Home > Uncategorized > The Invisible Americans in ‘Served Like a Girl’ and ‘The Work’

New documentaries profile the easily overlooked experiences of female veterans and male convicts.

Americans increasingly live in bubbles and echo chambers where our news, our social media feeds, and even our churches tailor their messages so precisely that we rarely see or hear those whose lives and beliefs differ drastically from our own. No media form is immune from the audience’s tendency to gravitate toward stories that confirm rather than challenge its preconceived notions—but documentary films do seem singularly equipped to take us out of our comfort zones. The extra effort it takes to get up and leave a theater as opposed to turning off a DVD or scrolling past a Facebook feed is often enough of a difference to make skeptical viewers stick with stories that don’t immediately strike them as worth their time.

Cases in point: Neither Served Like a Girl nor The Work generated much enthusiasm for me based on their catalog descriptions alone. They turned out, however, to be the two most engaging and inspiring films at March’s SXSW Film Festival.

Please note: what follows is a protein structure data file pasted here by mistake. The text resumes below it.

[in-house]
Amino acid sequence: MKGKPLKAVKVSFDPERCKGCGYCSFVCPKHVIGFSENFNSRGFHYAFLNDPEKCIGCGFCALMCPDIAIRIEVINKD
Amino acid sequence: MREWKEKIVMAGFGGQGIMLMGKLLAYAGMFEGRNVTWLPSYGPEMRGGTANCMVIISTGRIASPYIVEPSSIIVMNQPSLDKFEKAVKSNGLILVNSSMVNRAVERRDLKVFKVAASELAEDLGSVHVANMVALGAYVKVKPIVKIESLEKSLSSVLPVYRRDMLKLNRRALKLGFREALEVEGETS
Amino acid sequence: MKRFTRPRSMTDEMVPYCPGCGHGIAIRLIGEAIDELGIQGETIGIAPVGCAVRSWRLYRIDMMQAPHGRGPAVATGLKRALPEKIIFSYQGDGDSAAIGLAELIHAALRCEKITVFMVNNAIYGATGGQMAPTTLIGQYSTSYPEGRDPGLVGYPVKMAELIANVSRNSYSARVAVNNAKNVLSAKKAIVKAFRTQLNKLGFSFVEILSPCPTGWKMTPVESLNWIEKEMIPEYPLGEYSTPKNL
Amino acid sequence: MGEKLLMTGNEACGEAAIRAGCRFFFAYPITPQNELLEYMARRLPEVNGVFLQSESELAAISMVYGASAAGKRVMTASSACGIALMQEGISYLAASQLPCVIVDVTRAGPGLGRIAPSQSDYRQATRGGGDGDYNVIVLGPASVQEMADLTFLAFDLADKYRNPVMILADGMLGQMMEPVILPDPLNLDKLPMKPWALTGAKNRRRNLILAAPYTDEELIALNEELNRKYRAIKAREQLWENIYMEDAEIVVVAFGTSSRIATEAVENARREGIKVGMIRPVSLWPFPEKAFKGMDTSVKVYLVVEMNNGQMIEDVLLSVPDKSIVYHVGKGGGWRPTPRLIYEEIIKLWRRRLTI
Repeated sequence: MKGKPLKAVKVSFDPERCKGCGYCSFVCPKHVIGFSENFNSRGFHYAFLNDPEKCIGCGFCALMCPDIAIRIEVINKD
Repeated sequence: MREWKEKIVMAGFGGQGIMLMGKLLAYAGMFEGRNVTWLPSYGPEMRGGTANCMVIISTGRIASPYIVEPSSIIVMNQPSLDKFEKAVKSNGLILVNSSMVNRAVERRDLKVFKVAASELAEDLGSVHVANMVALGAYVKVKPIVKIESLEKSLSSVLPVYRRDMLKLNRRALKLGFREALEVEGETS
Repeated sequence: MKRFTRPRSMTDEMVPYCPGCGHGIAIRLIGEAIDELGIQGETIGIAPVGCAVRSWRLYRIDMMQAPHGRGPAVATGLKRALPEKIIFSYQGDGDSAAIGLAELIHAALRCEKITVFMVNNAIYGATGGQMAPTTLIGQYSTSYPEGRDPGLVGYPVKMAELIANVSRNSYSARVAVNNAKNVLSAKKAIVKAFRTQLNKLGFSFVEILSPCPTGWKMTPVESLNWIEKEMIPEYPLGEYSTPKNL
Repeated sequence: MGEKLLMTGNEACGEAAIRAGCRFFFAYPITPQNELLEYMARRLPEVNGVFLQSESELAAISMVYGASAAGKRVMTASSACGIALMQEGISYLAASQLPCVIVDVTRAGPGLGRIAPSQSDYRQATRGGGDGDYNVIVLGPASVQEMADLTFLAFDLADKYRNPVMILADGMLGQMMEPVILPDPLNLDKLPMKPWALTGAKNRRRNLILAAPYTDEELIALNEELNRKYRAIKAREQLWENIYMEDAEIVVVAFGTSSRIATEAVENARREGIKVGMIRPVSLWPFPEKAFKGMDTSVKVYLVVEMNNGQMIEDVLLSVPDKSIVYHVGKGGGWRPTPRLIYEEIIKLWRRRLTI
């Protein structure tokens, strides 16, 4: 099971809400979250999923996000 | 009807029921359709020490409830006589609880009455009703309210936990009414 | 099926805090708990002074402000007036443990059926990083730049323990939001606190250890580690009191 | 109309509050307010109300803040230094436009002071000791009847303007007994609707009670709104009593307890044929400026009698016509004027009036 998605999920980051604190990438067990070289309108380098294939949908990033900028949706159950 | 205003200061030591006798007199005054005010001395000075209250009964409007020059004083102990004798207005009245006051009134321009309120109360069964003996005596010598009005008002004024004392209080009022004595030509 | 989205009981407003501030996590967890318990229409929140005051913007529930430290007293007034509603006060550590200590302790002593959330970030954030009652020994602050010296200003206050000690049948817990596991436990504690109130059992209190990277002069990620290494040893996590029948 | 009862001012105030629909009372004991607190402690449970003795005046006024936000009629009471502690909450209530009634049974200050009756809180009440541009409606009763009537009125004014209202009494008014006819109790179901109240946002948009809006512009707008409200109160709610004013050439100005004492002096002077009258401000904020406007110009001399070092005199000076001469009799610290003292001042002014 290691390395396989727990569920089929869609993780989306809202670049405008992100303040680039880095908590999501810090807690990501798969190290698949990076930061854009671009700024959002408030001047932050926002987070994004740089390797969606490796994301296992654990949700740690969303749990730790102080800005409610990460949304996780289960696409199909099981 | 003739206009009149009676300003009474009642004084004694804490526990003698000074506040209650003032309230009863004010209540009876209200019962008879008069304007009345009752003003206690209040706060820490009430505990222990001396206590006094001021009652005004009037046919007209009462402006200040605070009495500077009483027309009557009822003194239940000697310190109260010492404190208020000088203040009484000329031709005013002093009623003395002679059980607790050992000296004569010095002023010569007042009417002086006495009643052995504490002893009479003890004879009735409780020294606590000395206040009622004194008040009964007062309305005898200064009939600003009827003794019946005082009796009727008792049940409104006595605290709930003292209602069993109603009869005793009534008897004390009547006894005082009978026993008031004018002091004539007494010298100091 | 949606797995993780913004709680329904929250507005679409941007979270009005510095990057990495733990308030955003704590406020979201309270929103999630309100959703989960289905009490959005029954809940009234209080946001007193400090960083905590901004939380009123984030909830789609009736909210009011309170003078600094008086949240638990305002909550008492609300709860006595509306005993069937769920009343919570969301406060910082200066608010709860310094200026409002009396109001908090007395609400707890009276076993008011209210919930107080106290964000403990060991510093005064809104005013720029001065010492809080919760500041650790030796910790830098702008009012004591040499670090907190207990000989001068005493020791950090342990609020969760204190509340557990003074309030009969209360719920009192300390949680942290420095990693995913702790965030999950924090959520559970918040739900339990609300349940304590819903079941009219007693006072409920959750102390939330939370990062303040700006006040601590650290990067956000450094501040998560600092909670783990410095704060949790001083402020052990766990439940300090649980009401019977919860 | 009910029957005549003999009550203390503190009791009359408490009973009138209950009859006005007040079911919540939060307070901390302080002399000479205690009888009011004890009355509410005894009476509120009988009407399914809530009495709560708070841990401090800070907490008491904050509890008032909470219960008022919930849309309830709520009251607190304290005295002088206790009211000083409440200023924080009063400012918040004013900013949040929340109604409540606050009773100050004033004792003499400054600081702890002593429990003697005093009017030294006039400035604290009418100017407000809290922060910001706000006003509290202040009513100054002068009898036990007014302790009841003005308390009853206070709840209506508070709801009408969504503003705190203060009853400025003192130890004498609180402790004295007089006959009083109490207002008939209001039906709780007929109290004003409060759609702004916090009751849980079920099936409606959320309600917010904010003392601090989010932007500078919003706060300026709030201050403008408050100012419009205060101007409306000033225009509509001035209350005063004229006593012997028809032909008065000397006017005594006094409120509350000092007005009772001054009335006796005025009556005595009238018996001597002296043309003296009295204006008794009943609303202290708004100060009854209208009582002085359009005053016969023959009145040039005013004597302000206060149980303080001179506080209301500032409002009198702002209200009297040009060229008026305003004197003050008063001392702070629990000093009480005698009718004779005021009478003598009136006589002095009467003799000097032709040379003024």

Lysa Heslov’s film profiles five current and former participants in the Ms. Veteran America competition. (Don’t call it a “pageant,” or you’ll owe the women ten push ups.) If you are ambivalent about such competitions, don’t worry—so are some of the participants…at least at first. But the show’s primary goal—to raise awareness of and funds for America’s 55,000 homeless female veterans—resonates strongly with these service women committed to the creed that a soldier does not leave behind a fallen comrade.

It’s fairly obvious that the film, like the competition, is designed to challenge stereotypical media images of beauty. The contestants represent a variety of ethnicities and body types. …

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